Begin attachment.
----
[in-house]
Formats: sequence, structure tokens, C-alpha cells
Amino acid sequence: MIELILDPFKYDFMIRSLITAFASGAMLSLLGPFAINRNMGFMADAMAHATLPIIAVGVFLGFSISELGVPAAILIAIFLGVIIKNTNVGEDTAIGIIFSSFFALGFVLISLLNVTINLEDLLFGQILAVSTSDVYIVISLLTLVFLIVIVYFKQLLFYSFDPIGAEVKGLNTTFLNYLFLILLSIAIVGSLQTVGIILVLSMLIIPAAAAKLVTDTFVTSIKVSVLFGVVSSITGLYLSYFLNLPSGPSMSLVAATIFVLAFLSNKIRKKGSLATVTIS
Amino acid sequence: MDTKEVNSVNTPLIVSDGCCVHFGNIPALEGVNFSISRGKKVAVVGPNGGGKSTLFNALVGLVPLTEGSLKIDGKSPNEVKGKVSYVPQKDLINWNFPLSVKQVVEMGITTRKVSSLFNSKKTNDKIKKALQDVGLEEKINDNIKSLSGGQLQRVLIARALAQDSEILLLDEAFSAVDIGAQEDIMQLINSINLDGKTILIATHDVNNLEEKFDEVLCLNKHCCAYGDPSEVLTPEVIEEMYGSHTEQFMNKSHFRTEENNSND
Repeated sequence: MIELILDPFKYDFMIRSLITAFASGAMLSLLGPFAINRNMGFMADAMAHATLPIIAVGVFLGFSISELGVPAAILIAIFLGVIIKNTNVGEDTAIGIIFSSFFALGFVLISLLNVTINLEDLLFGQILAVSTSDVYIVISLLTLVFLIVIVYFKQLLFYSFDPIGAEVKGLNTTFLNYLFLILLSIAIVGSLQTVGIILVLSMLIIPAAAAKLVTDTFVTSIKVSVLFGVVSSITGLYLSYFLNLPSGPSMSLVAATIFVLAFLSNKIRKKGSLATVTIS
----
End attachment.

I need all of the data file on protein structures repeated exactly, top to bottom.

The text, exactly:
[in-house]
Formats: sequence, structure tokens, C-alpha cells
Amino acid sequence: MIELILDPFKYDFMIRSLITAFASGAMLSLLGPFAINRNMGFMADAMAHATLPIIAVGVFLGFSISELGVPAAILIAIFLGVIIKNTNVGEDTAIGIIFSSFFALGFVLISLLNVTINLEDLLFGQILAVSTSDVYIVISLLTLVFLIVIVYFKQLLFYSFDPIGAEVKGLNTTFLNYLFLILLSIAIVGSLQTVGIILVLSMLIIPAAAAKLVTDTFVTSIKVSVLFGVVSSITGLYLSYFLNLPSGPSMSLVAATIFVLAFLSNKIRKKGSLATVTIS
Amino acid sequence: MDTKEVNSVNTPLIVSDGCCVHFGNIPALEGVNFSISRGKKVAVVGPNGGGKSTLFNALVGLVPLTEGSLKIDGKSPNEVKGKVSYVPQKDLINWNFPLSVKQVVEMGITTRKVSSLFNSKKTNDKIKKALQDVGLEEKINDNIKSLSGGQLQRVLIARALAQDSEILLLDEAFSAVDIGAQEDIMQLINSINLDGKTILIATHDVNNLEEKFDEVLCLNKHCCAYGDPSEVLTPEVIEEMYGSHTEQFMNKSHFRTEENNSND
Repeated sequence: MIELILDPFKYDFMIRSLITAFASGAMLSLLGPFAINRNMGFMADAMAHATLPIIAVGVFLGFSISELGVPAAILIAIFLGVIIKNTNVGEDTAIGIIFSSFFALGFVLISLLNVTINLEDLLFGQILAVSTSDVYIVISLLTLVFLIVIVYFKQLLFYSFDPIGAEVKGLNTTFLNYLFLILLSIAIVGSLQTVGIILVLSMLIIPAAAAKLVTDTFVTSIKVSVLFGVVSSITGLYLSYFLNLPSGPSMSLVAATIFVLAFLSNKIRKKGSLATVTIS